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Meet Fort Gratiot Lighthouse


Fort Gratiot Lighthouse
Digital artwork print by Charles Stockwell

In 1825, the original Fort Gratiot Light was built approximately where the Blue Water Bridge now stands at a cost of $5,762. That makes it Michigan's oldest lighthouse. On Lake Huron where it meets the St. Clair River. The light’s first official keeper was George McDougall, a short man weighing over 300 pounds, who complained that the stairs were so steep he had to climb up sideways and the trapdoor into the lantern room was barely large enough for him to squeeze through. He suffered from gout and other infirmities, so he decided to hire an assistant to climb the stairs and work in the tower.


In 1828, Keeper McDougall reported that the lighthouse had cracks in its walls and was leaning to the east. In the summer of that year, a great storm blew for three days and nights, eroding vast amounts of the shore and undermining the lighthouse. A few months later, it toppled over. Congress immediately appropriated $8,000 for a new lighthouse and awarded the construction contract to Lucius Lyon, who later became one of Michigan’s first U.S. Senators.


The new lighthouse was built half a mile north of the original site, making it easier for ships to spot as they entered the rapids at the head of the St. Clair River. It was constructed of brick at a cost of $5,000. The tower stood 69 feet tall. In 1862, the height of the tower was increased to 82 feet. Frank Kimball was the longest-serving keeper of the Fort Gratiot Light. He entered the Lighthouse Service in 1882, served as head keeper of the Port Austin Reef Lighthouse from 1883 to 1894, and then as head keeper at Fort Gratiot for thirty-five years until he retired in 1929 at the age of seventy.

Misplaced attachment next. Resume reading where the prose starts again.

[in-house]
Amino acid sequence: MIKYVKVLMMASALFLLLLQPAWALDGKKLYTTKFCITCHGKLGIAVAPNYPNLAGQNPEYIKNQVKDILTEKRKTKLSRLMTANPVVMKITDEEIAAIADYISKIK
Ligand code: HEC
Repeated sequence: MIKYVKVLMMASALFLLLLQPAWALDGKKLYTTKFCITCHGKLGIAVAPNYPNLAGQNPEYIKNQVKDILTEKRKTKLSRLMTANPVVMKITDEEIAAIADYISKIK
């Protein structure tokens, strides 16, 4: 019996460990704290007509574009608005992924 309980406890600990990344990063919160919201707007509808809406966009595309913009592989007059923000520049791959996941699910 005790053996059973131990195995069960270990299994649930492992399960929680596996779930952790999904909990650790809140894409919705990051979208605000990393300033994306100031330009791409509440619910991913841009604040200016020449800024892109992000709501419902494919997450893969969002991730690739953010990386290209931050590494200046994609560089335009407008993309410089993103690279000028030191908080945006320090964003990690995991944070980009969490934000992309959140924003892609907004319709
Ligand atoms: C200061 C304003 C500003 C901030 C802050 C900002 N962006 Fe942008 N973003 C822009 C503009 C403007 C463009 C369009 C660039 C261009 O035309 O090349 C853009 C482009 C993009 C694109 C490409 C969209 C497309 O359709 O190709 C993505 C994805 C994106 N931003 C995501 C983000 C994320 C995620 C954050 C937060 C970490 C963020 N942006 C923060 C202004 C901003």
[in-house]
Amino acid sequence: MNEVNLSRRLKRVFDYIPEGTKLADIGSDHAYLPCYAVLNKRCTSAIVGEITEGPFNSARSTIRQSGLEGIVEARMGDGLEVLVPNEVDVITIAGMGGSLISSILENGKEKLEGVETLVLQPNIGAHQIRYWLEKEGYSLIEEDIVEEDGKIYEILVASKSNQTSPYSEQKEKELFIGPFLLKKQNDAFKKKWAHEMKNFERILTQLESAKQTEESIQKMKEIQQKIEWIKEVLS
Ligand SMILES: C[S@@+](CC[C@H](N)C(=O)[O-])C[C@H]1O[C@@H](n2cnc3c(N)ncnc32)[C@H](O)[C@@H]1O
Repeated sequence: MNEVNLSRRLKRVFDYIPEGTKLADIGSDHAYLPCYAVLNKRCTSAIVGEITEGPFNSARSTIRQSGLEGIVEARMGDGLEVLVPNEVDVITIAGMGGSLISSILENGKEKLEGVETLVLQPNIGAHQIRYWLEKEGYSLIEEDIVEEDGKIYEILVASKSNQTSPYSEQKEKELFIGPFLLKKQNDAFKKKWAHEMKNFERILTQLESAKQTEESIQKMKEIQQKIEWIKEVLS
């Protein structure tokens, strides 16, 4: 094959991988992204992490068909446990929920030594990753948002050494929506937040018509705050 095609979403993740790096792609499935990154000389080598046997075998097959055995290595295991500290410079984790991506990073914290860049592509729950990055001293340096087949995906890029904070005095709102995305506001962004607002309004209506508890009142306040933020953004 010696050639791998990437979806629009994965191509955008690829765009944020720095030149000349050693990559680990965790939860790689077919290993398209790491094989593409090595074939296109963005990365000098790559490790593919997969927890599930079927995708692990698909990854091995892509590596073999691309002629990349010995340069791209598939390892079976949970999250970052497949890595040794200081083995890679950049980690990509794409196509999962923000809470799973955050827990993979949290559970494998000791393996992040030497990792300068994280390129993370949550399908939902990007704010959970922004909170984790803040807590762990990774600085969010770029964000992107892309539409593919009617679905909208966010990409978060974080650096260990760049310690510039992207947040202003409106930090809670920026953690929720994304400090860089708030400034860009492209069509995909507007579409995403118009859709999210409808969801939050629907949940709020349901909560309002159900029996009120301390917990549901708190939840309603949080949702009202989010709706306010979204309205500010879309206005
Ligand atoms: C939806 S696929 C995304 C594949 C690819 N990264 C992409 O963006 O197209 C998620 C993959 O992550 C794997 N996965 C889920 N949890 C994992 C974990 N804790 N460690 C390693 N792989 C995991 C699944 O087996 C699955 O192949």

In 2004, the Fort Gratiot Light was declared excess by the Coast Guard and offered at no cost to the City of Port Huron, but after hearing it would cost roughly $4 million to restore the lighthouse, the City Council rejected the offer. In 2010, the Commissioners of St. Clair County agreed to accept ownership, and the deed to the property was transferred to them. In 2012, the Fort Gratiot Light, which had been closed to the public since 2008,

was reopened. You can visit the lighthouse and if you'd like, you can even climb to the top during a guided tour! For more information about the lighthouse, visit their website: https://www.phmuseum.org/fort-gratiot-lighthouse/

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